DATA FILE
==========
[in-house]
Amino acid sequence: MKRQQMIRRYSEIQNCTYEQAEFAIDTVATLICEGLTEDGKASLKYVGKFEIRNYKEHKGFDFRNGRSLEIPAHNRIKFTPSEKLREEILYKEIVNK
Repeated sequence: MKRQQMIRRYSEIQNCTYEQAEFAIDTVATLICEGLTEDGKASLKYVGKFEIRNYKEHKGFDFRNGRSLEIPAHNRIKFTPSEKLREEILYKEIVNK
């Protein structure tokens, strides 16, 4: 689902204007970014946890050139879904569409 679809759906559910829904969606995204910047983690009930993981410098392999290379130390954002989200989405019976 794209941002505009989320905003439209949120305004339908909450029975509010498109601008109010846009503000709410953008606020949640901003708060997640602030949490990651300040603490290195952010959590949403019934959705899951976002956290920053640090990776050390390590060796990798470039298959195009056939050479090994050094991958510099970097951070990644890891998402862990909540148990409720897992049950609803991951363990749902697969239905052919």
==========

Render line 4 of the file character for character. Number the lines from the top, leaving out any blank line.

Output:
């Protein structure tokens, strides 16, 4: 689902204007970014946890050139879904569409 679809759906559910829904969606995204910047983690009930993981410098392999290379130390954002989200989405019976 794209941002505009989320905003439209949120305004339908909450029975509010498109601008109010846009503000709410953008606020949640901003708060997640602030949490990651300040603490290195952010959590949403019934959705899951976002956290920053640090990776050390390590060796990798470039298959195009056939050479090994050094991958510099970097951070990644890891998402862990909540148990409720897992049950609803991951363990749902697969239905052919």